An Anheuser-Busch promotion to get men to try Bud Light Platinum by having young women hand them bottles of the stuff at a downtown club went awry when one of the men who accepted a bottle turned out to be a plainclothes detective well versed in the Massachusetts regulation that prohibits free samples of alcoholic beverages.
Gem, 44 Province St., finds out later this week whether the Boston Licensing Board will punish it for the April 11 incident that involved a Dallas promotion company that specializes in "sampling campaigns."
Det. William Gallagher told the board this morning that he and partner Sgt. Det. Robert Mulvey, went into Gem around 11:30 p.m. for a routine inspection. Gallagher said a young woman in a blue dress, one of a gaggle of young women in blue dresses, promptly handed him a bottle of Bud Platinum from a cooler filled with bottles of the stuff at one of the club's tables. Gallagher did not specify the shade of blue the women wore, but presumably it matched that of the cobalt blue used on Bud Light Platinum bottles.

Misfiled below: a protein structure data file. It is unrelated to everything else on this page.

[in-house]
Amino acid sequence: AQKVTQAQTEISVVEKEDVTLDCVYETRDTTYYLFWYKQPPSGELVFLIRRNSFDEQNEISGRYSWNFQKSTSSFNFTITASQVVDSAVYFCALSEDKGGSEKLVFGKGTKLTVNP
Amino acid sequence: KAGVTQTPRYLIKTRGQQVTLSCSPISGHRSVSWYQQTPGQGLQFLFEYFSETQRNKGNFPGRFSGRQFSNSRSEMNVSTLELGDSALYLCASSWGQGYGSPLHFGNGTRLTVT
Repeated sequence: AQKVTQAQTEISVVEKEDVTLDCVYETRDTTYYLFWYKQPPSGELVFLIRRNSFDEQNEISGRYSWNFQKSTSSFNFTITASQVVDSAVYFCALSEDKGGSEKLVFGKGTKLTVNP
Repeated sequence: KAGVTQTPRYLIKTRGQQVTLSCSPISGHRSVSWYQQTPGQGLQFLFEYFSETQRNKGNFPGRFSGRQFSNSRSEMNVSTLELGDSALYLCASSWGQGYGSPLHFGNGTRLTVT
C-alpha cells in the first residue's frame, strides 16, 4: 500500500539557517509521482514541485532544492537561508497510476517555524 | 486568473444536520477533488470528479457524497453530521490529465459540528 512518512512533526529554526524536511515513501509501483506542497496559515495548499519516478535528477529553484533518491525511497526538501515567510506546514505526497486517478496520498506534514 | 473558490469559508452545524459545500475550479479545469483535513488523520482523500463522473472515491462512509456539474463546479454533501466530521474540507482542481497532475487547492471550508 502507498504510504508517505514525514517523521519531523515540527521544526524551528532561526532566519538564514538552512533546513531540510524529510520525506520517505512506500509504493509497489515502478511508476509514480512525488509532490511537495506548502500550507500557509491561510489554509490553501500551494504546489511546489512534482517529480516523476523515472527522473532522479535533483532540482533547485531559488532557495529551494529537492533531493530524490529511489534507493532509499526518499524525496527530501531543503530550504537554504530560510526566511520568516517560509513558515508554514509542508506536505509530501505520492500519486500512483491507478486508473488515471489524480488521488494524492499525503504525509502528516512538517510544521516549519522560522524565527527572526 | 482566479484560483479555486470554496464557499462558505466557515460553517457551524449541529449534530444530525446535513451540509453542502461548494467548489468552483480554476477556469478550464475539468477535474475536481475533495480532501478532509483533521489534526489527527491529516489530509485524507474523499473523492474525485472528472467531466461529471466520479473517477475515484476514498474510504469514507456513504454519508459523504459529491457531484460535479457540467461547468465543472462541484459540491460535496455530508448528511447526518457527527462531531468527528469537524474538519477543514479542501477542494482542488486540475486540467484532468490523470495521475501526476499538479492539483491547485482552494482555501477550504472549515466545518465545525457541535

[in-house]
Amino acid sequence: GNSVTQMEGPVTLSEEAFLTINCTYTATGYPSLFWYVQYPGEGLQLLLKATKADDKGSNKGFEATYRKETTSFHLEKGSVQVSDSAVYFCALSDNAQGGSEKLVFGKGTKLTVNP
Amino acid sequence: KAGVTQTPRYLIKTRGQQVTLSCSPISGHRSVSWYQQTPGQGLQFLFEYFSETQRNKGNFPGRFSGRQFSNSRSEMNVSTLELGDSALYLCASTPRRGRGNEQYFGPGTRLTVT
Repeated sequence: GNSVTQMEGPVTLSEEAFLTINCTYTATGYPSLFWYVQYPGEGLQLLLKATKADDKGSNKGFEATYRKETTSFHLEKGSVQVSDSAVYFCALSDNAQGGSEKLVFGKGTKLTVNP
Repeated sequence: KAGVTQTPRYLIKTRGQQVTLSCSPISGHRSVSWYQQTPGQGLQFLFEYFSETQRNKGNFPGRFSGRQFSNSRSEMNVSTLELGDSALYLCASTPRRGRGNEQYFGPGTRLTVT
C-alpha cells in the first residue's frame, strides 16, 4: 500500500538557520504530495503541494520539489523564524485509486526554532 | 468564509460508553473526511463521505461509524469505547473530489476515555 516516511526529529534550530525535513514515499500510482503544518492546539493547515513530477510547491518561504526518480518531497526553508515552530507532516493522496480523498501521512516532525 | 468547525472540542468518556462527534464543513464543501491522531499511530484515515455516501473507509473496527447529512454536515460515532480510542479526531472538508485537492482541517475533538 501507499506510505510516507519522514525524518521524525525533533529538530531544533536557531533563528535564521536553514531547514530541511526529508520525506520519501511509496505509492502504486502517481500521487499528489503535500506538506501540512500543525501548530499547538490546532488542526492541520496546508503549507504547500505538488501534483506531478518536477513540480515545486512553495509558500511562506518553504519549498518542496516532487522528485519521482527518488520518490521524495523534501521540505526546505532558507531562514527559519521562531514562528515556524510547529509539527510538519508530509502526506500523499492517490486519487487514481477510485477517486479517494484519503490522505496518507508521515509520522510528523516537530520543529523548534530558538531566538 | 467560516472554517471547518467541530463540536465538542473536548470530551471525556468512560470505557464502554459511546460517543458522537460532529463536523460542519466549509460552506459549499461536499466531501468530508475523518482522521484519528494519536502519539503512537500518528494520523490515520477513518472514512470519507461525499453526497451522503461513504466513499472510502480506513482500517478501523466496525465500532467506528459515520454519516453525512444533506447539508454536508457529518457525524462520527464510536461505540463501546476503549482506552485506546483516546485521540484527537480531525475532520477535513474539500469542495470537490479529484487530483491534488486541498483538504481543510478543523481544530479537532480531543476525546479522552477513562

Club managers acknowledged the presence of Platinum-swilling women in blue dresses and said they were there for a promotion in which they would all sit around a table drinking Bud Platinums throughout the night and entice men to chat with them so that they could be educated on the wonders of Bud Platinum - which consists chiefly of having a higher alcohol content than regular Bud.
But the managers said the women were not actually handing out "free" beer. For one thing, the promoter paid the club for 66 bottles of Bud Platinum. For another, the women were only supposed to have one or two on hand at a time - and not give out any free samples, which might cut into the club's beer take.
Board Chairwoman Nicole Murati-Ferrer didn't buy that for a second. "You think seven females would drink 66 Bud Platinums?" she asked.
She then asked Gallagher and Mulvey how many bottles of Bud Platinum were in the cooler on the table at the time they walked in. Mulvey estimated about 20 - with another 10 on the way - which Ferrer noted would be over the two beers per person that is the maximum allowed for a patron to have at one time under state law.
"Looking the other way does not exempt you (from regulations)," she said.